As the time goes on, the nature of our weekly FFF post has changed. At the very beginning (FFF-1) it was to let people know that "we're still alive and working on the game", and over time we've grown into covering a range of different topics:
It is always an interesting challenge each week to determine what topics we might be able to cover in the FFF. During the weeks of rapid development the FFF can feel like a triumphant reveal of what we have been working on, and we excitedly await the community response. Other times, such as when most of the team is on bugfixing, we can take the oppourtunity to explore other points of discussion, such as the marketing post last week.
The graph of the FFF readership over the last year is quite informative to look into:
We had a good run back in January and February, we had week after week of really interesting posts and a build-up of excitement for the 0.17 release. Now after the release, the readership has stabilized at around 40-45,000 views a week (note, that the graph does not include people reading the blog post through Steam).
The FFF is close to its 300th post now, with no signs of stopping soon, and the continued audience of dedicated readers each week help to keep us on track and focused on our quest towards 1.0. As we get closer to completion of the game, the general nature of the blog post will no doubt change even further. The good times of showing a new feature each week might be over, but I hope we will be able to provide interesting insights into the game and our development processes. I would also like to thank all the players/readers who share their thoughts with us each week, it is really great to have so much support and care for our project.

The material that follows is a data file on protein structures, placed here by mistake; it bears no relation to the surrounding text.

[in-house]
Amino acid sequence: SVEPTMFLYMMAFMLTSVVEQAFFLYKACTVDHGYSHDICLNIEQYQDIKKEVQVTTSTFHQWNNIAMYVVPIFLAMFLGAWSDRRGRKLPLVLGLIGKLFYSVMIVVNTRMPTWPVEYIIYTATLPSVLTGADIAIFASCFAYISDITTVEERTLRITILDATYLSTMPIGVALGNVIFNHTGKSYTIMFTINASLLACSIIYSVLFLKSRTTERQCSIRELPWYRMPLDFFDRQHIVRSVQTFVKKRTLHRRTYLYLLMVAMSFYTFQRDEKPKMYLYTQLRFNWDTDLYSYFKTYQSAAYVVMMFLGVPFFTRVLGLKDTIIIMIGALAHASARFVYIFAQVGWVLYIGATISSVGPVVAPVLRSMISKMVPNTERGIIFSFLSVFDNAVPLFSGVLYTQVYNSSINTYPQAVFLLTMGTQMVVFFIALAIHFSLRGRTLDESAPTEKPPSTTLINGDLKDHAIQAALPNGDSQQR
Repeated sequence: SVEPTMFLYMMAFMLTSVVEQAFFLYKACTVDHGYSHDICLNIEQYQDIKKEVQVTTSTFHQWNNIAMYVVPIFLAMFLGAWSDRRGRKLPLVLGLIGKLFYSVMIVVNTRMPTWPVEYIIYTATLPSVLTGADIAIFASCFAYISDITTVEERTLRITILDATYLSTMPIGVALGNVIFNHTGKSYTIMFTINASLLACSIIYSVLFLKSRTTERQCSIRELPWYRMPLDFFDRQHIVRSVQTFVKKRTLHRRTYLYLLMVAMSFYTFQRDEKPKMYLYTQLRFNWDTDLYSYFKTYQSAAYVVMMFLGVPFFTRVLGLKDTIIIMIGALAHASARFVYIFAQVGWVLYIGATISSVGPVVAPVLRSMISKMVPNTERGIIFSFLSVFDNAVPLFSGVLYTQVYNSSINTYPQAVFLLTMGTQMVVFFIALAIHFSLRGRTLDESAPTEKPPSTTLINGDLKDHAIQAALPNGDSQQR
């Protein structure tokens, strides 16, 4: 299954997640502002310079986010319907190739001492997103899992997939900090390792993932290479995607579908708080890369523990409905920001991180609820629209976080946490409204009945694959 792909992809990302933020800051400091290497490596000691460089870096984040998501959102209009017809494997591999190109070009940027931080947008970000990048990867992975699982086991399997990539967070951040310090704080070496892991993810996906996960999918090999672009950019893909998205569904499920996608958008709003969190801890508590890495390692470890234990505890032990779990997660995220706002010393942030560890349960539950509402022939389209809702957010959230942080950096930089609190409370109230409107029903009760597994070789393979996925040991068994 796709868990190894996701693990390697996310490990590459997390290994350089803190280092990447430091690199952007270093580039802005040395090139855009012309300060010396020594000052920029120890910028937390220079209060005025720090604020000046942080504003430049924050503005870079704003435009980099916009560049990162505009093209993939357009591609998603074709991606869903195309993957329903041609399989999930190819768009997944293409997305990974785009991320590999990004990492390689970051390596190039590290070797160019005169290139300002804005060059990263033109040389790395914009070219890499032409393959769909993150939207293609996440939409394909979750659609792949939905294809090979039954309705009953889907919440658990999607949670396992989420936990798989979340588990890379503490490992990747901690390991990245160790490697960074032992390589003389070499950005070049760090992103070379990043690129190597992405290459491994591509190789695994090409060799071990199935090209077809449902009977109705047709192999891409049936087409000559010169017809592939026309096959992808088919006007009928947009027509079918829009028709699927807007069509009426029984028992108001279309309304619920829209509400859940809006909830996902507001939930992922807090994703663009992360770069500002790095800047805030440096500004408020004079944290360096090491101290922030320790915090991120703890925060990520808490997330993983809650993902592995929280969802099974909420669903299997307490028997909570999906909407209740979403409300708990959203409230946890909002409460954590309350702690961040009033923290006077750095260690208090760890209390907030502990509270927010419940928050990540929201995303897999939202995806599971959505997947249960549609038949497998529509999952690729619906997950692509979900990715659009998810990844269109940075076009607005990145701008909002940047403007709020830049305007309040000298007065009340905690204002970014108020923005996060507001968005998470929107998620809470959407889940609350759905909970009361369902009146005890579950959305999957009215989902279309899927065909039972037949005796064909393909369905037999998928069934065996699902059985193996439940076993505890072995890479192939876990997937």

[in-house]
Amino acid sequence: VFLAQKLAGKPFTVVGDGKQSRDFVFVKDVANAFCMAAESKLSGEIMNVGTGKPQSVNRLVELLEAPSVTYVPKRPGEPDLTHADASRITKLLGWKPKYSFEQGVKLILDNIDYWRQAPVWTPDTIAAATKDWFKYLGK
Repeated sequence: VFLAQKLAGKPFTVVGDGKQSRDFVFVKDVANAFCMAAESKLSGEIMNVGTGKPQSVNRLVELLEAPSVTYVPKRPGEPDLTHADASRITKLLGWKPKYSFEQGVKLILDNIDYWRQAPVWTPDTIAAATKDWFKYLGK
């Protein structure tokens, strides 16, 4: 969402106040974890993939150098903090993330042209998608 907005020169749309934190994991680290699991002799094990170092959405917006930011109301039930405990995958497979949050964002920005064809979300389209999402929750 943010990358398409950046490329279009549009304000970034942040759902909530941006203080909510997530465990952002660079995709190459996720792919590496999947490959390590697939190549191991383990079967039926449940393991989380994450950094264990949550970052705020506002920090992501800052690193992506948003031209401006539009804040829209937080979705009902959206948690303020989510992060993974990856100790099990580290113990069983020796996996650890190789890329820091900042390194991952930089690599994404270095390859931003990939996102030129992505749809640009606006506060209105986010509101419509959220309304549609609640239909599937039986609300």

The Lua API documentation is one of the most valuable resources for modders: It is generated directly from the game's source code, so it completely covers all scripting functionalities. Furthermore, additional pages cover some general concepts such as in what order mod files are loaded or how to store persistent data. However, a big issue with these pages was that they were linked at the very bottom of the main page, below two long lists of classes and events. This means that they were very easy to miss.
To remedy this, all additional pages are now linked at the top of the main page and accompanied by a short description of the structure of the API. To further support getting a quick overview, I added a page about general Lua libraries that Factorio changes. These changes could be frustrating traps where it would take users a very long time to find out that some functions, such as getting the current real time, were not available. The new main page organization should serve well to highlight this new page to make the discovery of these changes much easier.
As always, let us know what you think on our forum.